Colorectal cancer, also called colon cancer, is the third most common cancer in the United States and the second leading cause of death from cancer. Colorectal cancer affects men and women from all racial and ethnic groups and is most common in people age 50 and older.
Cancer is a disease in which cells in the body grow out of control. Colorectal cancer is cancer that occurs in the colon (the large intestine or large bowel) or the rectum (the passageway that connects the colon to the anus).
Abnormal growths, called polyps, may form in the colon or rectum; some polyps may turn into cancer. Screening tests can find polyps before turning into cancer. Colorectal cancer screening can save your life by finding precancerous polyps so that they can be removed.
About nine out of every 10 people whose colorectal cancers are found early and treated appropriately are still alive five years later. Screening saves lives. If everyone age 50 and older screened regularly, 6 out of 10 deaths from colorectal cancer could be prevented.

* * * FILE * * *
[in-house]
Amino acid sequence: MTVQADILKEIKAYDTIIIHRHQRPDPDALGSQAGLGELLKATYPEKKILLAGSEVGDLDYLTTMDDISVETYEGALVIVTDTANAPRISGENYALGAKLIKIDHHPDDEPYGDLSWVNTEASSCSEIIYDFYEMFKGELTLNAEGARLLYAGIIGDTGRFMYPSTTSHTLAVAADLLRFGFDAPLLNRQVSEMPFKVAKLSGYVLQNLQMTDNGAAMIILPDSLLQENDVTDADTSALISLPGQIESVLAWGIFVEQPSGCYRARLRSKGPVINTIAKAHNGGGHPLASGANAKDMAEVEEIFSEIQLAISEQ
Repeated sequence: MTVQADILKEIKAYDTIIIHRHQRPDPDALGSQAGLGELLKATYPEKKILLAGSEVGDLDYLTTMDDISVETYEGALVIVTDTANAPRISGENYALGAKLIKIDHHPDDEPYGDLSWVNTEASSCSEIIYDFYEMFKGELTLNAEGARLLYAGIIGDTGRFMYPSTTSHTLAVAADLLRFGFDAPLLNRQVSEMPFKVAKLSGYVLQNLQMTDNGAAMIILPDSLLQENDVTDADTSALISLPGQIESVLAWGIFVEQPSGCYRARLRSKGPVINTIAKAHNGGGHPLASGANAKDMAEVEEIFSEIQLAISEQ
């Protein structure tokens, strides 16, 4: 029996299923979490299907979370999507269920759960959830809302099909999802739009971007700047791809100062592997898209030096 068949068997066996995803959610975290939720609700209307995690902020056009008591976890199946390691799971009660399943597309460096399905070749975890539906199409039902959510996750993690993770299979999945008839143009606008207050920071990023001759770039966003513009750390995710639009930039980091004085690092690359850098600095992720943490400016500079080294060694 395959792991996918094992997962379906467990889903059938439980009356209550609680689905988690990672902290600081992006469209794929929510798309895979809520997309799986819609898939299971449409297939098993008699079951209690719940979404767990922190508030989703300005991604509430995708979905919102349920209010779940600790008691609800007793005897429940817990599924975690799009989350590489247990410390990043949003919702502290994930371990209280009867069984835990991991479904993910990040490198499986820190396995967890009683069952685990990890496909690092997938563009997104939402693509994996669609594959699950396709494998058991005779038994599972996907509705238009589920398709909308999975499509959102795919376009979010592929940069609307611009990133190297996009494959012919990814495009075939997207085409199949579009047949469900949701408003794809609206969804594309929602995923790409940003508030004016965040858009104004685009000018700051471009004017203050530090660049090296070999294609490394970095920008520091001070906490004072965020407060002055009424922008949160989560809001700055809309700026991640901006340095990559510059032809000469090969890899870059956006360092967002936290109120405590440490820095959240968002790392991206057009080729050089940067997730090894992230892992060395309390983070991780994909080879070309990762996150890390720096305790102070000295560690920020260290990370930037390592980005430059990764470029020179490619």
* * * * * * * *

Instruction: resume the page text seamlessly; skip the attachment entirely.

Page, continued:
There are three main types of screening tests: colonoscopy, flexible sigmoidoscopy, and stool tests. Tests that find polyps and cancer include colonoscopy recommended every 10 years, and flexible sigmoidoscopy recommended every 5 years. Tests that mainly detect cancer include stool occult blood test (FOBT) (guaiac) and stool immunochemical test (FIT) recommended every year.
If you are aged 50 or older, get screened now. If you think you may be at increased risk for colorectal cancer, speak with your doctor about when to begin screening, which test is right for you, and how often to get tested.
"Heal me, O Lord, and I will be healed; save me and I will be saved, for you are the one I praise."
~ Jeremiah 17:14
Prayers for your health and wholeness, Retha